Linda and Dominick Drumsta Jr. say the pain of one accident -- their son being shot -- is being amplified by another tragedy: their older son being charged with attempted murder.
The Drumstas spoke before their younger son, Ryan, underwent surgery Monday in Erie County Medical Center, where he later was listed in critical condition.
Ryan was shot Saturday afternoon in the kitchen of the family's home on Morse Road in Concord.
The Drumstas say Ryan, 16, was wrestling with his 19-year-old brother, Dominick III, known as Nick, who then pointed the gun at him.
The weapon went off, and a 20-gauge deer slug struck Ryan in the abdomen.
The parents called the shooting an accident, describing Ryan's leaving of a shell in the gun as an anomaly.
"It was two mistakes," the father said as he sat at a table in a hospital meeting room. "Ryan never should have left a shell in the gun, and Nick never should have pointed it at him."
The Drumstas said that, as they drove to Bertrand Chaffee Memorial Hospital in Springville, Ryan told his brother several times, "It's OK, Nick; it was an accident."
The Erie County Sheriff's Office doesn't see it that way. It has charged Nick Drumsta with second-degree at tempted murder and assault. He still was being evaluated Monday in the Erie County Holding Center; bail was set at $20,000.
The Drumstas say they want the charges dropped so both sons can begin to heal.
The slug missed Ryan's vital organs, they said, leaving about a quarter-sized wound. But it shattered internally, damaging his stomach and stomach cavity.
His parents said he had been in and out of consciousness, which they had been told was good while the surgery was being done.
They said when one of Ryan's friends from Springville Griffith Institute came to visit, Ryan responded, knuckle to knuckle, as they always have greeted each other.
The Drumstas said they hope Nick, who is completing an extra year of high school to finish vocational computer studies, can return home as soon as possible.
The Drumstas, who have two older daughters, Shannon and Heather, described their sons as different, although they share a love of the outdoors.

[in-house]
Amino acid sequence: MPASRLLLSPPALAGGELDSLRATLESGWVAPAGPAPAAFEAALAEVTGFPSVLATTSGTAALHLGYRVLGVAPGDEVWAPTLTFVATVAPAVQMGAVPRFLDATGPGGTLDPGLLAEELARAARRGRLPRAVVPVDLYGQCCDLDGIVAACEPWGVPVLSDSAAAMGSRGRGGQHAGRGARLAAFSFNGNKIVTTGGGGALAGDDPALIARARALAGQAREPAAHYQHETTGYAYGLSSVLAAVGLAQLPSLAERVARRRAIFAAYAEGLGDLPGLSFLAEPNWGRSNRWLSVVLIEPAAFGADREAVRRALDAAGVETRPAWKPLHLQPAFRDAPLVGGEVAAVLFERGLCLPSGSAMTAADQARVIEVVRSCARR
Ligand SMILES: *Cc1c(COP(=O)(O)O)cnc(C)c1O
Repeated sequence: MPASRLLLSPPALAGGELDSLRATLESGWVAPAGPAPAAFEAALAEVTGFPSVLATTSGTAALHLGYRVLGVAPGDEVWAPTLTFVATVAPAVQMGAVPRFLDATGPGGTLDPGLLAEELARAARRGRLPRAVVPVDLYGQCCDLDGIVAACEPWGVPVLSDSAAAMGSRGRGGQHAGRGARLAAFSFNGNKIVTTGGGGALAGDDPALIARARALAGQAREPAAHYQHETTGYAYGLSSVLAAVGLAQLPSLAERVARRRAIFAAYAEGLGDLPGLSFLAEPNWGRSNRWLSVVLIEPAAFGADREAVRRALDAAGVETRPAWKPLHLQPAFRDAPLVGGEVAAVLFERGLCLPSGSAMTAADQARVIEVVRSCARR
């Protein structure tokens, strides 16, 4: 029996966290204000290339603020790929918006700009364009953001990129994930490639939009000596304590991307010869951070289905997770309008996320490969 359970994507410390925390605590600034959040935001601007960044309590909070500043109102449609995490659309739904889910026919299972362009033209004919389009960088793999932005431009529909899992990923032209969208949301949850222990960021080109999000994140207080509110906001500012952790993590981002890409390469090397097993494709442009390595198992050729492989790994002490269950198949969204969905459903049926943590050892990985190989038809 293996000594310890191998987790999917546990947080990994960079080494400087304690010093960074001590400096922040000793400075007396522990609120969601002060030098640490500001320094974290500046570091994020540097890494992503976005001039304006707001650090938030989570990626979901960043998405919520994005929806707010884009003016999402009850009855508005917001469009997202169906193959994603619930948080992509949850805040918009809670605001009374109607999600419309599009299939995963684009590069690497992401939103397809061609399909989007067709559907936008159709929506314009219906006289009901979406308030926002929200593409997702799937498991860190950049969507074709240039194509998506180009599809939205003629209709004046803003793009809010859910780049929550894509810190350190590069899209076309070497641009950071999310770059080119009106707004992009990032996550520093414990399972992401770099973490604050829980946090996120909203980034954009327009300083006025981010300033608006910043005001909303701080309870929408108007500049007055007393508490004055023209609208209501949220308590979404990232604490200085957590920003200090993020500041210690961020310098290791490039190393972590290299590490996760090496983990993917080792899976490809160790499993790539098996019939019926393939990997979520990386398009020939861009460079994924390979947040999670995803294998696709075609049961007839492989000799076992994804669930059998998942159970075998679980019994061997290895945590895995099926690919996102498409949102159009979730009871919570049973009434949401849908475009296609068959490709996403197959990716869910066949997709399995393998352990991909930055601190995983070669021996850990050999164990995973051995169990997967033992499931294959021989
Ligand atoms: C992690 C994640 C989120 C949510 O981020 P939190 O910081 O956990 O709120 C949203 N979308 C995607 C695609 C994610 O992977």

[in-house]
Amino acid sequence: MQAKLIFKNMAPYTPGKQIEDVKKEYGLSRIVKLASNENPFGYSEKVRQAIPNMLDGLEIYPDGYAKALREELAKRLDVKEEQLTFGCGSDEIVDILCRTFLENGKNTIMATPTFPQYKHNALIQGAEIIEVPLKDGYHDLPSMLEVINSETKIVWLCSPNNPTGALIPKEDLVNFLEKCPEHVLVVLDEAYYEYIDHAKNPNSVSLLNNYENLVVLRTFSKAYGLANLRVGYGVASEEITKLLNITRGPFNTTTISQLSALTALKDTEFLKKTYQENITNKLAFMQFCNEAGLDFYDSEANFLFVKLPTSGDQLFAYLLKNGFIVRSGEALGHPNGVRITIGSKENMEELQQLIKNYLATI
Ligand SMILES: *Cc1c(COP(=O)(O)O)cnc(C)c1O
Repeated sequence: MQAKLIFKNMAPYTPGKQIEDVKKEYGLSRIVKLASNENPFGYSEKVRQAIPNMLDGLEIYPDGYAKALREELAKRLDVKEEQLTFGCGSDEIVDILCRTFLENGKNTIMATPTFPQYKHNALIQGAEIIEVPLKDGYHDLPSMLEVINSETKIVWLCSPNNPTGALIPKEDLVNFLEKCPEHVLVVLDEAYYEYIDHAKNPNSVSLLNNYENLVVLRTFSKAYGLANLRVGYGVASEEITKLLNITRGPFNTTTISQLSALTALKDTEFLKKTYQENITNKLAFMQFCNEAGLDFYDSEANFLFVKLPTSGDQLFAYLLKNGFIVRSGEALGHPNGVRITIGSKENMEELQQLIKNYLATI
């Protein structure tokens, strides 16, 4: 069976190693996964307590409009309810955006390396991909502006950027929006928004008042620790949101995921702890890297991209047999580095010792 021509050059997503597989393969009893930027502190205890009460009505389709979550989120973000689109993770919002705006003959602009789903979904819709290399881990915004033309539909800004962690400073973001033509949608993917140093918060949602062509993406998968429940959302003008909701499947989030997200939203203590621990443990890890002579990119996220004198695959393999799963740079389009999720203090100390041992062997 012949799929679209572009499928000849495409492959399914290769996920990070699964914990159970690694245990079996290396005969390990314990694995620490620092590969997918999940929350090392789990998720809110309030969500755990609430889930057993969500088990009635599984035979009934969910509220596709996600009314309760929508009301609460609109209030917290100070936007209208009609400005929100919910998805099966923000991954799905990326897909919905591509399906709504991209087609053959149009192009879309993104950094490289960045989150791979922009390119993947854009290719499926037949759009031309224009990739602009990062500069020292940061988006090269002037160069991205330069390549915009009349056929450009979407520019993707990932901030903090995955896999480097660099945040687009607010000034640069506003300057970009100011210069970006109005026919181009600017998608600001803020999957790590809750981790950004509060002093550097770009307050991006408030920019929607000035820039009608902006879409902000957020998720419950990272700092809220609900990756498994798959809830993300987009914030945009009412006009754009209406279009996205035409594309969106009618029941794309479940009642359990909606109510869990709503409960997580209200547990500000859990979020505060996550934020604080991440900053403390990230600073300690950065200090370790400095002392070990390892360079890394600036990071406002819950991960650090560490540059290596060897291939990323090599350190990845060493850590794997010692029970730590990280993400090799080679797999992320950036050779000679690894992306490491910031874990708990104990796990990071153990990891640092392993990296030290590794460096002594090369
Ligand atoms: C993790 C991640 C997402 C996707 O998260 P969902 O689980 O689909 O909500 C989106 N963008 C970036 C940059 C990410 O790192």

Ryan, they said, loves sports and hunting, as well as camping and fishing. He studies building and construction skills at the Ellicottville Board of Cooperative Educational Services center. A safe hunter, he normally wouldn't have left the gun loaded when he returned from hunting, they said.
While Nick also loves fishing and camping, he is more computer-oriented.
The Drumstas said no alcohol was involved and Nick has had no problems in his background. He has worked at Kissing Bridge, done volunteer work and served on mission trips with his church.
The Drumstas live in a small 150-year-old farmhouse on a country road between Kissing Bridge and Springville. They have a pair of beef cattle, three dogs, a goat and some cats on the 40-acre property.
The family had moved back into the house, where the father had grown up, 11 years ago.
Sheriff's Capt. Ron Kenyon defended the investigation.
"Everything we've found indicated it was not an accidental shooting," Kenyon said. He cited interviews with witnesses and a brief interview with Ryan before he went into surgery.
Part of the difference in stories relates to how the shooting unfolded. The Drumstas say the Sheriff's Office claims a moment of quiet separated the boys' rough-housing and the shotgun blast.
Their father said he was listening from his chair one room away and never heard that pause.
"It was not premeditated; it was a horrible accident," Linda Drumsta said. "We need to get Ryan well, and Nick, too. It's going to take a lot of healing."